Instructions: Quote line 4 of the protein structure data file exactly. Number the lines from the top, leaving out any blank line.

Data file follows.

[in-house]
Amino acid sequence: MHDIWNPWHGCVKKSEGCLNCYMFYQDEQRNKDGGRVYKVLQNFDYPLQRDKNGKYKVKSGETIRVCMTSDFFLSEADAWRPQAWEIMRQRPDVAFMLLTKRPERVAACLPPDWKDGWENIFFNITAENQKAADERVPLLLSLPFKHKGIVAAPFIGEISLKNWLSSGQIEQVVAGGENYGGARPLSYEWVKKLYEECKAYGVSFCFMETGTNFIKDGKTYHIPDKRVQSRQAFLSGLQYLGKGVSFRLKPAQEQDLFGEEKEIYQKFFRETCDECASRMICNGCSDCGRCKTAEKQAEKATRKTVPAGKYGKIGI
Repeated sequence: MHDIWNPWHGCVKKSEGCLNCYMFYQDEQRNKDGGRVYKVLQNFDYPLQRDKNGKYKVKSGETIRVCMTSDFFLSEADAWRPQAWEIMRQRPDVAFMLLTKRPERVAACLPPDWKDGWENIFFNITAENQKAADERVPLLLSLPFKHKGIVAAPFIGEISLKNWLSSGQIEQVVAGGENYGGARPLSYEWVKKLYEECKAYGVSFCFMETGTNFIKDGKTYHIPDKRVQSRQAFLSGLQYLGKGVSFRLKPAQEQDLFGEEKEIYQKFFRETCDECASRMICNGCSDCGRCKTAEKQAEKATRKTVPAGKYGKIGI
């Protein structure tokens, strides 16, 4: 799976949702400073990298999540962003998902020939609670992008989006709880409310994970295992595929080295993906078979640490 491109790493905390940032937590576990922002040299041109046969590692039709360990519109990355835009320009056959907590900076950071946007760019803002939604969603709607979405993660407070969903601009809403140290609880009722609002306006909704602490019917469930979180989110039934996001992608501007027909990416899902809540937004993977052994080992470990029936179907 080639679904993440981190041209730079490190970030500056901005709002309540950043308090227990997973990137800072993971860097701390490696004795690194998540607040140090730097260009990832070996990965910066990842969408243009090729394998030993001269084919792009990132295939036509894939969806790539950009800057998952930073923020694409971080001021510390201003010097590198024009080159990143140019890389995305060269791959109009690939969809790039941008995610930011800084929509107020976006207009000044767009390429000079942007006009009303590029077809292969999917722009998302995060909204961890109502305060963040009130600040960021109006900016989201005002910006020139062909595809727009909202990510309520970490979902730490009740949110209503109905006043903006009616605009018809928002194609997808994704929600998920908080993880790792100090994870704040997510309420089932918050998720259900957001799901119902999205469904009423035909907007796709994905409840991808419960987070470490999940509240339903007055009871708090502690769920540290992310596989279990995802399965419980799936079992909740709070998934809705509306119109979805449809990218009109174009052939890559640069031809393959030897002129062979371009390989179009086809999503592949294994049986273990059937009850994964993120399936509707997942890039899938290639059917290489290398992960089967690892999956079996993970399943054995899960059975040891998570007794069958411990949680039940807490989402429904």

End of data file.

């Protein structure tokens, strides 16, 4: 799976949702400073990298999540962003998902020939609670992008989006709880409310994970295992595929080295993906078979640490 491109790493905390940032937590576990922002040299041109046969590692039709360990519109990355835009320009056959907590900076950071946007760019803002939604969603709607979405993660407070969903601009809403140290609880009722609002306006909704602490019917469930979180989110039934996001992608501007027909990416899902809540937004993977052994080992470990029936179907 080639679904993440981190041209730079490190970030500056901005709002309540950043308090227990997973990137800072993971860097701390490696004795690194998540607040140090730097260009990832070996990965910066990842969408243009090729394998030993001269084919792009990132295939036509894939969806790539950009800057998952930073923020694409971080001021510390201003010097590198024009080159990143140019890389995305060269791959109009690939969809790039941008995610930011800084929509107020976006207009000044767009390429000079942007006009009303590029077809292969999917722009998302995060909204961890109502305060963040009130600040960021109006900016989201005002910006020139062909595809727009909202990510309520970490979902730490009740949110209503109905006043903006009616605009018809928002194609997808994704929600998920908080993880790792100090994870704040997510309420089932918050998720259900957001799901119902999205469904009423035909907007796709994905409840991808419960987070470490999940509240339903007055009871708090502690769920540290992310596989279990995802399965419980799936079992909740709070998934809705509306119109979805449809990218009109174009052939890559640069031809393959030897002129062979371009390989179009086809999503592949294994049986273990059937009850994964993120399936509707997942890039899938290639059917290489290398992960089967690892999956079996993970399943054995899960059975040891998570007794069958411990949680039940807490989402429904």